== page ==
Amsterdam’s famous red-light district under threat, economic crisis on the one hand and lawmakers are proposing changes to the sex-for-hire industry following a recognition in the freewheeling Netherlands
The economic crisis is forcing prostitutes to lower their prices and to accept dubious sexual practices, according to sector organisation Geisha.
‘The trend is apparent in the main cities, with some prostitutes unable to pay the rent on their rooms’, Ilonka Stakelborough from Geisha told Algemeen Dagblad.
Until recently, the minimum price was €50, but this has now dropped as low as €20 in cities such as Amsterdam and The Hague.
Geisha is to set up a project for sex workers so they can form a co-operative. Geisha will rent a room which prostitutes only pay rent for when they are actually working.
Amsterdam Red-Light District:Holland Debates Sex Trade
This city’s famed red-light district looks much as it has for years, with bikini-clad women behind plate-glass windows fluffing their hair or beckoning to passersby, colorful beds visible in the background as an unspoken invitation.
But things could soon change for the sex-for-hire industry following a recognition in the freewheeling Netherlands that its decision in 2000 to legalize brothels has failed to stem human trafficking.
“For something as simple as the lust for sex, we are tolerating modern-day slavery,” said Myrthe Hilkens, a Labor Party legislator who supports a series of moves to tighten the rules on prostitution. “I think that cannot be.”
The proposals are far-reaching. Most contested is a bill to require all prostitutes be registered with the government—a measure that has already been approved by the lower house but is struggling in the Senate.
Also in the works: raising the minimum age to 21 from 18, and a requirement that escort services be licensed, just as brothels currently are.
A vote is expected before the summer recess on July 9.
Meanwhile, the city government in Amsterdam on Wednesday is expected to approve tougher rules, including ordering brothels to close in the early-morning hours and requiring that prostitutes speak Dutch, English, German or Spanish, to make it harder to exploit them.
These ideas reflect a consensus that regulating prostitution hasn’t deterred human trafficking, which has increased since the opening of the former Soviet bloc in the 1980s.
“A huge concern is that a lot of criminal organizations send their prostitutes to the Netherlands,” said Ard van der Steur, a legislator from the center-right Liberal Party, which rules in a coalition with the left-leaning Labor Party. “Leaving everything the way it is fuels a grave concern that we are not doing what we should to prevent human trafficking.”
A similar debate is under way in Germany, which followed the Netherlands in liberalizing prostitution in 2002.
But critics say such restrictions will hurt sex workers, not those who exploit them. “You do not have to fight sex work, you have to fight trafficking,” said Ilonka Stakelborough, a former prostitute who now runs a Dutch advocacy group called Geisha.
Under the proposed registry, Holland’s roughly 20,000 prostitutes would have to meet with government officials and show they are not being coerced in order to get a registration card.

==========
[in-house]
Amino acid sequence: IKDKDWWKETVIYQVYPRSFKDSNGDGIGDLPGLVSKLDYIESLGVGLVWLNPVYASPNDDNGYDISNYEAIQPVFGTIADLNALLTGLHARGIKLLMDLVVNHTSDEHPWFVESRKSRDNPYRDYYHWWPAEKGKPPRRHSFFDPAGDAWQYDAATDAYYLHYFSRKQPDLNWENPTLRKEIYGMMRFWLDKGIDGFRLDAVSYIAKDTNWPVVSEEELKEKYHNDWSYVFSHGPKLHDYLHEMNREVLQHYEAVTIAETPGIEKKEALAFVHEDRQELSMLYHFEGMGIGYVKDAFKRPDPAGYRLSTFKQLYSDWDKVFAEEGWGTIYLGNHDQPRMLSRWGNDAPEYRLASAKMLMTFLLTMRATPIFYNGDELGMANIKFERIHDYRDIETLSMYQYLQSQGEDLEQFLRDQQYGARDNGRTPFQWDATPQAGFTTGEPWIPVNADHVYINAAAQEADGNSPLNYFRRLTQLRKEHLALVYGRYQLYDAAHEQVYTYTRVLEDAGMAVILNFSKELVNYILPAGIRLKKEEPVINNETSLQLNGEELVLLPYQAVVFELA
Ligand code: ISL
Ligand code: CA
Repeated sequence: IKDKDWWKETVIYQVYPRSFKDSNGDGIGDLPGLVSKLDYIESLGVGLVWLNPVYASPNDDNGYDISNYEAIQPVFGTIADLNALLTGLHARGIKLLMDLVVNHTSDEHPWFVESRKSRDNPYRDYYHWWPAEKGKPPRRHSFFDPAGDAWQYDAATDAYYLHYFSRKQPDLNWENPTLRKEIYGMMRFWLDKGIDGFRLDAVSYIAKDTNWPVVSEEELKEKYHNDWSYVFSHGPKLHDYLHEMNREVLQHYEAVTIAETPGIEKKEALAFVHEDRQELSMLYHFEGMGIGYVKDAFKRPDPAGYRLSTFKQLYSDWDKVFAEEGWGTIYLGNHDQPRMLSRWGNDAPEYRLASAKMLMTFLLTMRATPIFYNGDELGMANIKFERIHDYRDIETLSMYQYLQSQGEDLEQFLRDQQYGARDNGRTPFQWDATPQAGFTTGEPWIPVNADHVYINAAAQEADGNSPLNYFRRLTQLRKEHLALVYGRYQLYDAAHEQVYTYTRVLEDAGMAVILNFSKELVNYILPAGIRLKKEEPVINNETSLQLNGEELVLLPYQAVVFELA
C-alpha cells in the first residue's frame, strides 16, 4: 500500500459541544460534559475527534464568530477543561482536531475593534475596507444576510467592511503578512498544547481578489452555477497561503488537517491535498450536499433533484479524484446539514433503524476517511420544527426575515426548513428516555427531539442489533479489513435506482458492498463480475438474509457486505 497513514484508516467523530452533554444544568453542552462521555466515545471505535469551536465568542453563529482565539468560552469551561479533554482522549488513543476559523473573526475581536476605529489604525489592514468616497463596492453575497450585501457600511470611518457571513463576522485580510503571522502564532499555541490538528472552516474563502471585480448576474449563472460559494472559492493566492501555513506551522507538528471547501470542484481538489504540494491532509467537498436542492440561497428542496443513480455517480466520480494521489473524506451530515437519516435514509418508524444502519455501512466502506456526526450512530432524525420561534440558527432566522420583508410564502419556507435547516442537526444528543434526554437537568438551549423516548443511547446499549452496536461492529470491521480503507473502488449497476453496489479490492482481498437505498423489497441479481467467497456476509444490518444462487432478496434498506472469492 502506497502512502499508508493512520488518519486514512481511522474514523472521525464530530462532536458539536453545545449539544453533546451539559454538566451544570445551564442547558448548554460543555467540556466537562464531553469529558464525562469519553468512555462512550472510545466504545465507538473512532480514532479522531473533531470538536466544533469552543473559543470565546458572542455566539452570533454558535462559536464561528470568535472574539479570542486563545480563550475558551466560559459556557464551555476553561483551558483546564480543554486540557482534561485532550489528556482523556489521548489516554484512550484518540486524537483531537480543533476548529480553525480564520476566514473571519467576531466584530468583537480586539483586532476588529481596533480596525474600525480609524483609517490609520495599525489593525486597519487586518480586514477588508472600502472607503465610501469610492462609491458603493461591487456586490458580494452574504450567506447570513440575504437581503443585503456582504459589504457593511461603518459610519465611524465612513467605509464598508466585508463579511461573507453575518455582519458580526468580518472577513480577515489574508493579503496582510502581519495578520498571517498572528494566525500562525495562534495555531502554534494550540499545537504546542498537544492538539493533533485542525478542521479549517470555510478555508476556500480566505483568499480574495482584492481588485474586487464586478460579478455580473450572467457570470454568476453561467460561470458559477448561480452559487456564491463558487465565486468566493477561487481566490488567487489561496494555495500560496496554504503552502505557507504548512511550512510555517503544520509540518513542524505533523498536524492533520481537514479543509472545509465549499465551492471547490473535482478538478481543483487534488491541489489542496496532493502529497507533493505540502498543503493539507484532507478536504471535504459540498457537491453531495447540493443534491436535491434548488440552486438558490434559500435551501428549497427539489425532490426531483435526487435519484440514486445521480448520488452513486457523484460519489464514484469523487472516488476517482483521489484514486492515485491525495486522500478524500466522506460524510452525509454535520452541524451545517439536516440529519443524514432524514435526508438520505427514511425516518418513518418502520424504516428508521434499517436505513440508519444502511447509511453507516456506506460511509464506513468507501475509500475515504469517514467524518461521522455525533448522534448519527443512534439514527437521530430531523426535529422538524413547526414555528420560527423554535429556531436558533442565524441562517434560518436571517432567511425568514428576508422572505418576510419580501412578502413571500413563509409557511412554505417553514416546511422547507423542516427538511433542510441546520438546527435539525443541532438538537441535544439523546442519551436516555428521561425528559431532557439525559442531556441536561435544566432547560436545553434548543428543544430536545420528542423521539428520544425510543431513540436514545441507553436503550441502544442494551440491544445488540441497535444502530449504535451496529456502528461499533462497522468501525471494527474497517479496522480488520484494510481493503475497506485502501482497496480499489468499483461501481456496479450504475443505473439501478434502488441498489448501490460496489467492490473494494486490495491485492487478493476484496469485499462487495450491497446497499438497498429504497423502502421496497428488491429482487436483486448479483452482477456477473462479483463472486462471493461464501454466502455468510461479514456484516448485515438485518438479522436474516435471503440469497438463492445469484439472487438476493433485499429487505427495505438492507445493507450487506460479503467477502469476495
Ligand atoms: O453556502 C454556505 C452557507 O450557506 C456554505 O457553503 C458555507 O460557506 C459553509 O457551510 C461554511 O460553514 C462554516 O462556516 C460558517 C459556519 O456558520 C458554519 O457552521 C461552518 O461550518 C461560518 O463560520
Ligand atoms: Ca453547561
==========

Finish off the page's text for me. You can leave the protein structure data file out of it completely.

Critics call that a violation of the privacy of prostitutes, who may want to hide their current profession from future employers. A prostitute working involuntarily, often facing threats to her family, they add, can hardly be expected to tell a government official the truth.
“You put a coerced woman in front of a civil servant, and she will say whatever she has to say,” said Flavia Dzodan, an Amsterdam-based journalist who blogs on women’s issues.
The Senate will soon vote on whether to remove the registry from the bill. Underlying the debate is the broader question of whether prostitution can truly be “cleaned up.” The city’s red-light district, which expanded in the 17th century when Amsterdam was a leading port city, remains one of Europe’s big tourist attractions., with a Sex Museum, an elaborate condom shop and the smell of marijuana wafting from the many “coffee shops” authorized to sell it.
The city for several years has been trying to reshape the neighborhood, buying up brothels it considers dangerous, like those in dimly-lighted corners, and turning them into cafes or shops.
City officials say they have managed to cut the number of prostitutes’ windows in the red-light district from 500 to 409 in about five years, and want to ultimately bring it down to 300.
“We try not to address these problems from the moral point of view,” Eberhard van der Laan, Amsterdam’s mayor, said. “We say there is abuse and we want to fight it.”
The prostitution issue erupted in February, when Ms. Hilkens and another lawmaker, Gert-Jan Segers, made a highly publicized visit to Sweden, which outlaws buying sexual services but not selling them. Ms. Hilkens and Mr. Segers discussed this different approach from Holland’s in Dutch television studios.
No one expects the Netherlands to criminalize sex-for-hire soon, though Mr. Segers, of the Christian Union Party, believes it should. “It’s immoral when a man with power and money is buying the body of a woman,” he said. Dutch officials note prostitution is widely practiced even in countries that ban it. (In the U.S., prostitution is illegal except in parts of Nevada.)
“It’s unlikely to disappear anywhere on earth,” said Willem Witteveen, a Labor Party legislator. “You should bring it into the open and see if you can prevent excesses.”[adrotate banner=”41″]